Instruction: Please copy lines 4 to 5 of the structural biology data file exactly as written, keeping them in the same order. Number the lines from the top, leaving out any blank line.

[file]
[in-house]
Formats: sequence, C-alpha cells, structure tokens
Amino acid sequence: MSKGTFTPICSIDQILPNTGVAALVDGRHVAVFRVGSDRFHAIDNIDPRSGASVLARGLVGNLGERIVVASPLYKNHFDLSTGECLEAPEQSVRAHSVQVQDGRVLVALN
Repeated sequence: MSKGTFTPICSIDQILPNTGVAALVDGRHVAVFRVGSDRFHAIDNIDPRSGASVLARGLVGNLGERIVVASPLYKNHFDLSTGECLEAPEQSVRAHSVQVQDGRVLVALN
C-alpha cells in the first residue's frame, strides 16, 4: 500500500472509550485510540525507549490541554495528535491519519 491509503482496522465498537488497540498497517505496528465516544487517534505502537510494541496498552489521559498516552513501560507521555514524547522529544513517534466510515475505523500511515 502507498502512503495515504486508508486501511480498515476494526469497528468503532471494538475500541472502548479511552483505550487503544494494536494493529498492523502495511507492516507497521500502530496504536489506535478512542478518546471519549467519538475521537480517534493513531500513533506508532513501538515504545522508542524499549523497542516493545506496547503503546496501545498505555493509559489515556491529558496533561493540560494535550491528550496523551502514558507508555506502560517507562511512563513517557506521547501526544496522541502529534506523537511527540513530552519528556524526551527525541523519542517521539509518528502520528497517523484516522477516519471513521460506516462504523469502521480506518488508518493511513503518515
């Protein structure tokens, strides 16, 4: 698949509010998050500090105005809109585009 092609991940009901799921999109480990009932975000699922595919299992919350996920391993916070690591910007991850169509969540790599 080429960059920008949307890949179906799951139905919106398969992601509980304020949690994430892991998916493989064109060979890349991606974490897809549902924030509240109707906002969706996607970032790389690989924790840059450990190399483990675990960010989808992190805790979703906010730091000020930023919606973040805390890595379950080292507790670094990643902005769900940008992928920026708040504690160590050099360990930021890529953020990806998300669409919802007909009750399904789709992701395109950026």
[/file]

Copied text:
Repeated sequence: MSKGTFTPICSIDQILPNTGVAALVDGRHVAVFRVGSDRFHAIDNIDPRSGASVLARGLVGNLGERIVVASPLYKNHFDLSTGECLEAPEQSVRAHSVQVQDGRVLVALN
C-alpha cells in the first residue's frame, strides 16, 4: 500500500472509550485510540525507549490541554495528535491519519 491509503482496522465498537488497540498497517505496528465516544487517534505502537510494541496498552489521559498516552513501560507521555514524547522529544513517534466510515475505523500511515 502507498502512503495515504486508508486501511480498515476494526469497528468503532471494538475500541472502548479511552483505550487503544494494536494493529498492523502495511507492516507497521500502530496504536489506535478512542478518546471519549467519538475521537480517534493513531500513533506508532513501538515504545522508542524499549523497542516493545506496547503503546496501545498505555493509559489515556491529558496533561493540560494535550491528550496523551502514558507508555506502560517507562511512563513517557506521547501526544496522541502529534506523537511527540513530552519528556524526551527525541523519542517521539509518528502520528497517523484516522477516519471513521460506516462504523469502521480506518488508518493511513503518515